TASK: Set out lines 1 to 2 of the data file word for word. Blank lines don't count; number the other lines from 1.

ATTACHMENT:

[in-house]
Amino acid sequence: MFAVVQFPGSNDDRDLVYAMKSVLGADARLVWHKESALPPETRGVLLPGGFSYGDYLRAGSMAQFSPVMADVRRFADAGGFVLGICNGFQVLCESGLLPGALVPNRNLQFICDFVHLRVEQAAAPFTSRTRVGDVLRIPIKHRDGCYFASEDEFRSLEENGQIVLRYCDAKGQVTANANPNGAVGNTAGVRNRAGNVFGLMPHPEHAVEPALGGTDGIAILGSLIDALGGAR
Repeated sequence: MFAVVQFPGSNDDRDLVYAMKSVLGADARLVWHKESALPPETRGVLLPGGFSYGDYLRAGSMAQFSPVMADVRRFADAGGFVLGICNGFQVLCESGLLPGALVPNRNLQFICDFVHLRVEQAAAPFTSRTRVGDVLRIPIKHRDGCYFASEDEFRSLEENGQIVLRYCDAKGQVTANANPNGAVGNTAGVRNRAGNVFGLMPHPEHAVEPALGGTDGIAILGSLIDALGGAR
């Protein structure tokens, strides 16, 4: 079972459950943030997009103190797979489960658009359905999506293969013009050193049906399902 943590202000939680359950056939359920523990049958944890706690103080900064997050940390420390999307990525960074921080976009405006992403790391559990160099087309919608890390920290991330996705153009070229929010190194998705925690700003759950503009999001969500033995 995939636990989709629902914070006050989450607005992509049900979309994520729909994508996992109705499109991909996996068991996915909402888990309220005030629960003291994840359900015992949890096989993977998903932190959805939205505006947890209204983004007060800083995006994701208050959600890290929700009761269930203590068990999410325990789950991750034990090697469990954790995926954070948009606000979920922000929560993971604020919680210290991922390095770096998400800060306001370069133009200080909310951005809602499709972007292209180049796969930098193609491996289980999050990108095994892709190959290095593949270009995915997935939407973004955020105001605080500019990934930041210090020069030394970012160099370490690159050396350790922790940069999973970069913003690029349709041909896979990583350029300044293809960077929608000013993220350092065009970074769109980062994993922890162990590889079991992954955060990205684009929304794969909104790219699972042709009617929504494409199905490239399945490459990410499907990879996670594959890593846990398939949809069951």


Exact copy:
[in-house]
Amino acid sequence: MFAVVQFPGSNDDRDLVYAMKSVLGADARLVWHKESALPPETRGVLLPGGFSYGDYLRAGSMAQFSPVMADVRRFADAGGFVLGICNGFQVLCESGLLPGALVPNRNLQFICDFVHLRVEQAAAPFTSRTRVGDVLRIPIKHRDGCYFASEDEFRSLEENGQIVLRYCDAKGQVTANANPNGAVGNTAGVRNRAGNVFGLMPHPEHAVEPALGGTDGIAILGSLIDALGGAR